5 Conclusion

In this paper, we proposed a novel algorithm for clustering high dimensional data lying on a union of subspaces. The proposed algorithm, referred to as accelerated sparse subspace clustering (ASSC), employs a computationally efficient variant of the orthogonal least-squares algorithm to construct a similarity matrix under the assumption that each data point can be written as a sparse linear combination of other data points in the subspaces. ASSC then performs spectral clustering on the similarity matrix to find the clustering solution. We analyzed the performance of the proposed scheme and provided a theorem stating that if the subspaces are independent, the similarity matrix generated by ASSC is subspace-preserving. In simulations, we demonstrated that the proposed algorithm is orders of magnitudes faster than the BP-based SSC scheme [8, 9] and essentially delivers the same or better clustering solution. The results also show that ASSC outperforms the state-of-the-art OMP-based method [12, 13], especially in scenarios where the data points across different subspaces are similar.

As part of the future work, it would be of interest to extend our results and analyze performance of ASSC in the general setting where the subspaces are arbitrary and not necessarily independent. Moreover, it would be beneficial to develop distributed implementations for further acceleration of ASSC.

References

  • [1] A. Y. Yang, J. Wright, Y. Ma, and S. S. Sastry, “Unsupervised segmentation of natural images via lossy data compression,” Computer Vision and Image Understanding, vol. 110, no. 2, pp. 212–225, 2008.
  • [2] R. Vidal, R. Tron, and R. Hartley, “Multiframe motion segmentation with missing data using powerfactorization and gpca,” International Journal of Computer Vision, vol. 79, no. 1, pp. 85–105, 2008.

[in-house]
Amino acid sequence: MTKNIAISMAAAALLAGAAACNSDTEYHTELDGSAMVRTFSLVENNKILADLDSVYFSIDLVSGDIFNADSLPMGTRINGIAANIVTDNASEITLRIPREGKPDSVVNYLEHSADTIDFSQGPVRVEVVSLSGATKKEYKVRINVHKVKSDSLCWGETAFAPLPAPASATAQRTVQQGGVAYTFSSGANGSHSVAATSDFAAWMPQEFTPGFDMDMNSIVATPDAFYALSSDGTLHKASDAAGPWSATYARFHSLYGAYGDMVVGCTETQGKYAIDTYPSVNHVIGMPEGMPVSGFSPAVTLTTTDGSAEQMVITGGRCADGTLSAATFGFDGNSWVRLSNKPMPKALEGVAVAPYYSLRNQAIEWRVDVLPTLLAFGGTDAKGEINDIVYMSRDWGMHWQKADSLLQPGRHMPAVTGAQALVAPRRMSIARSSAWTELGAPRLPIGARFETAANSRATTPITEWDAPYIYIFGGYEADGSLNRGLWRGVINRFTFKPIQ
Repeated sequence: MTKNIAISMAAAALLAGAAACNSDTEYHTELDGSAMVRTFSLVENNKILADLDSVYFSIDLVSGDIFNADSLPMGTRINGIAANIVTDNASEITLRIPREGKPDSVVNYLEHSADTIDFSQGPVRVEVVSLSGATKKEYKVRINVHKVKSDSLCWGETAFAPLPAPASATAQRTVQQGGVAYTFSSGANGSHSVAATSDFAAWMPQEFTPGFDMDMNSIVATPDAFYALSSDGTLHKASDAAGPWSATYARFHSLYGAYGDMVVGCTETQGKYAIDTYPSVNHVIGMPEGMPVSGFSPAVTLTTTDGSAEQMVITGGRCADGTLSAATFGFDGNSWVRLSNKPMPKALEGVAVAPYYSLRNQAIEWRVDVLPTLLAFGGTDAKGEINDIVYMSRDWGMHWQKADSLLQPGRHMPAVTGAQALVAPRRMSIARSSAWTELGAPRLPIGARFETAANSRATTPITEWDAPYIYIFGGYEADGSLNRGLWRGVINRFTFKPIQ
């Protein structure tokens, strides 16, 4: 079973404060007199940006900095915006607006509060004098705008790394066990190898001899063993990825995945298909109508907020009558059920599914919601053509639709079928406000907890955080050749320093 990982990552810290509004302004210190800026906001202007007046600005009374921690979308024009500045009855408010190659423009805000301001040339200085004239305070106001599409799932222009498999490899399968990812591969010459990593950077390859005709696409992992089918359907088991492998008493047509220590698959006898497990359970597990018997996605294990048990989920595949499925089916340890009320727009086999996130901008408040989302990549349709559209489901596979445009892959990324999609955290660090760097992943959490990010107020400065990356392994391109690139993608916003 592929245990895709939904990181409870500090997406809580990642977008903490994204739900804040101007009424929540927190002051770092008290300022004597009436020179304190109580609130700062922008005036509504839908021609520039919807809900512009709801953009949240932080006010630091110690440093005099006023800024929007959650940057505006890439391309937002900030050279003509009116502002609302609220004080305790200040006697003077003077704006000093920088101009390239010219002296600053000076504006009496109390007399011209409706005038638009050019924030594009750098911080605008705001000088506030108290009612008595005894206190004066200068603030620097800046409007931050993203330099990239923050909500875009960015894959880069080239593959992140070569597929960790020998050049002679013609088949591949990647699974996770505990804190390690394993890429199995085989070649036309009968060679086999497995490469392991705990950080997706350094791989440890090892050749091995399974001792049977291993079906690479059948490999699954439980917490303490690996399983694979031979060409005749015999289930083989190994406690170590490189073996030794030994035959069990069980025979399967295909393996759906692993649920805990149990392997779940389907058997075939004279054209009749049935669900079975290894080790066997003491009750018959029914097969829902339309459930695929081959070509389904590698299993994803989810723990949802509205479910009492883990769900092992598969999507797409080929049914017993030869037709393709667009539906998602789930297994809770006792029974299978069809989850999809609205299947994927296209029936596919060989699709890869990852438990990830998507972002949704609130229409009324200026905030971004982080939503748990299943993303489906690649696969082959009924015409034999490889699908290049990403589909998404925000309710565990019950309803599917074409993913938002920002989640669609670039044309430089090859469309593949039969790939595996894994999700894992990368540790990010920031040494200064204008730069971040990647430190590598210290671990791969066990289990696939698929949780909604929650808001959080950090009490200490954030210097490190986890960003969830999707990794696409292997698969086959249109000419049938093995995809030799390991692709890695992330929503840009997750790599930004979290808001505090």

• [3] J. Ho, M.-H. Yang, J. Lim, K.-C. Lee, and D. Kriegman, “Clustering appearances of objects under varying illumination conditions,” in

    Computer vision and pattern recognition, 2003. Proceedings. 2003 IEEE computer society conference on

    , vol. 1, pp. I–I, IEEE, 2003.
  • [4] W. Hong, J. Wright, K. Huang, and Y. Ma, “Multiscale hybrid linear models for lossy image representation,” IEEE Transactions on Image Processing, vol. 15, no. 12, pp. 3655–3671, 2006.
  • [5] R. Vidal, S. Soatto, Y. Ma, and S. Sastry, “An algebraic geometric approach to the identification of a class of linear hybrid systems,” in Decision and Control, 2003. Proceedings. 42nd IEEE Conference on, vol. 1, pp. 167–172, IEEE, 2003.
  • [6] R. Vidal, “Subspace clustering,” IEEE Signal Processing Magazine, vol. 28, no. 2, pp. 52–68, 2011.
  • [7] A. Y. Ng, M. I. Jordan, Y. Weiss, et al.

    , “On spectral clustering: Analysis and an algorithm,” in

    Proceedings of the Advances in Neural Information Processing Systems (NIPS), vol. 14, pp. 849–856, 2001.
  • [8] E. Elhamifar and R. Vidal, “Sparse subspace clustering,” in Proceedings of the IEEE Conference on Computer Vision and Pattern Recognition (CVPR), pp. 2790–2797, IEEE, 2009.
  • [9] E. Elhamifar and R. Vidal, “Sparse subspace clustering: Algorithm, theory, and applications,” IEEE transactions on pattern analysis and machine intelligence, vol. 35, no. 11, pp. 2765–2781, 2013.